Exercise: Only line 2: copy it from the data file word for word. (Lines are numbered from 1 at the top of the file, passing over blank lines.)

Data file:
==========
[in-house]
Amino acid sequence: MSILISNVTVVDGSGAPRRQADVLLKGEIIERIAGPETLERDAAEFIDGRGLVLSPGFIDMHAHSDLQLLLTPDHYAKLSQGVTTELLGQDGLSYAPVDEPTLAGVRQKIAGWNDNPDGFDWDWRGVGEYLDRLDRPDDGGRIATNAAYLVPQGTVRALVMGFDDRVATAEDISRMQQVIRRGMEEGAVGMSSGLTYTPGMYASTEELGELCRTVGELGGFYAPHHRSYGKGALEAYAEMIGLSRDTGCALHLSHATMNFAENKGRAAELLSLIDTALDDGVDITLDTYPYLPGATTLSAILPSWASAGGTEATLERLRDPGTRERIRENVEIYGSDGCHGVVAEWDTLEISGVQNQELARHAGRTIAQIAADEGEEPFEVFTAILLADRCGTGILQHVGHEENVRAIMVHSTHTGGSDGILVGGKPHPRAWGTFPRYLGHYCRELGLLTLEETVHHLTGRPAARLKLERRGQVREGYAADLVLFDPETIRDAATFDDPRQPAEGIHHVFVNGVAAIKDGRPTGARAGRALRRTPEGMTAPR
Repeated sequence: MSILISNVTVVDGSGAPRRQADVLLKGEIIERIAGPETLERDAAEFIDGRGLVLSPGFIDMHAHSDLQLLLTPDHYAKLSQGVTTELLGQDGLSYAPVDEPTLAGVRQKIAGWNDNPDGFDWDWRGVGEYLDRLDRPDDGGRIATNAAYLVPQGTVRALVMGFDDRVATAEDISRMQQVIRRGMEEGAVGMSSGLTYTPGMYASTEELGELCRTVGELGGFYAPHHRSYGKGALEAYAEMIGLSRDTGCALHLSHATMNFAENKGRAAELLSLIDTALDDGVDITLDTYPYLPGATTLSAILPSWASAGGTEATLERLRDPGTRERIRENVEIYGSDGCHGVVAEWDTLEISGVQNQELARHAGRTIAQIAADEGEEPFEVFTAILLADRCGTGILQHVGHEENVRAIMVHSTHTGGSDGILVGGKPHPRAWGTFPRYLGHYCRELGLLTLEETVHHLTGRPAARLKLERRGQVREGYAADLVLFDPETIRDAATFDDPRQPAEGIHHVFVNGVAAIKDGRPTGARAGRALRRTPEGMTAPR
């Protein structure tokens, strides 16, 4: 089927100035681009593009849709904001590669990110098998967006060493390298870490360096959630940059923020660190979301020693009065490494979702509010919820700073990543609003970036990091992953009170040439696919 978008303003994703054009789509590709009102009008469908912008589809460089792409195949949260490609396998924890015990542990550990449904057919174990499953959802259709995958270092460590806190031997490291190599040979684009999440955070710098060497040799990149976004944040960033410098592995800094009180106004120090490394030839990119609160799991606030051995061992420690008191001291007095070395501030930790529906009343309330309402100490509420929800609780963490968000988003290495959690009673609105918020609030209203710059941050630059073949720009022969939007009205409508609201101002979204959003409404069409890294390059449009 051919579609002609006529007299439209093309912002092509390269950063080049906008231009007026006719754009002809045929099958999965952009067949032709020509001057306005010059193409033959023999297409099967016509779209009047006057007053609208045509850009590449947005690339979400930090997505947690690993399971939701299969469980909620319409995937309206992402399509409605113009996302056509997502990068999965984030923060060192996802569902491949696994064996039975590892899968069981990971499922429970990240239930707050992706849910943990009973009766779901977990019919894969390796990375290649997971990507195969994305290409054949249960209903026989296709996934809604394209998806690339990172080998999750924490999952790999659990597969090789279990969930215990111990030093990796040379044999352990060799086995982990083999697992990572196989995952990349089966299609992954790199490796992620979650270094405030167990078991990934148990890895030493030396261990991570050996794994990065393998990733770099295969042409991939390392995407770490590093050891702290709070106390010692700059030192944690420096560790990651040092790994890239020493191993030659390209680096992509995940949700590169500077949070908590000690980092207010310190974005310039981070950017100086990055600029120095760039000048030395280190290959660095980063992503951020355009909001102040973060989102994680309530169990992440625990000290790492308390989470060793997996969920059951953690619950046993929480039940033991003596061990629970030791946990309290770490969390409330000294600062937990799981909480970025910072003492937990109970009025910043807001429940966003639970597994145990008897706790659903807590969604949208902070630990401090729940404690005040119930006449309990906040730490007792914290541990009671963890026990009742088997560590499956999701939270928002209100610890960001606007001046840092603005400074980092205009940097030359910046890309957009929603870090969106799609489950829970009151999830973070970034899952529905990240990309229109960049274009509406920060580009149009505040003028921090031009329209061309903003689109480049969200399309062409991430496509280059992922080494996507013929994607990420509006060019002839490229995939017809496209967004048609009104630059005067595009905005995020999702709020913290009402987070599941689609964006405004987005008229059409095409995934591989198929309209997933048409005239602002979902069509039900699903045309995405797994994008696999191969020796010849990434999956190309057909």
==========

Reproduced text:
Amino acid sequence: MSILISNVTVVDGSGAPRRQADVLLKGEIIERIAGPETLERDAAEFIDGRGLVLSPGFIDMHAHSDLQLLLTPDHYAKLSQGVTTELLGQDGLSYAPVDEPTLAGVRQKIAGWNDNPDGFDWDWRGVGEYLDRLDRPDDGGRIATNAAYLVPQGTVRALVMGFDDRVATAEDISRMQQVIRRGMEEGAVGMSSGLTYTPGMYASTEELGELCRTVGELGGFYAPHHRSYGKGALEAYAEMIGLSRDTGCALHLSHATMNFAENKGRAAELLSLIDTALDDGVDITLDTYPYLPGATTLSAILPSWASAGGTEATLERLRDPGTRERIRENVEIYGSDGCHGVVAEWDTLEISGVQNQELARHAGRTIAQIAADEGEEPFEVFTAILLADRCGTGILQHVGHEENVRAIMVHSTHTGGSDGILVGGKPHPRAWGTFPRYLGHYCRELGLLTLEETVHHLTGRPAARLKLERRGQVREGYAADLVLFDPETIRDAATFDDPRQPAEGIHHVFVNGVAAIKDGRPTGARAGRALRRTPEGMTAPR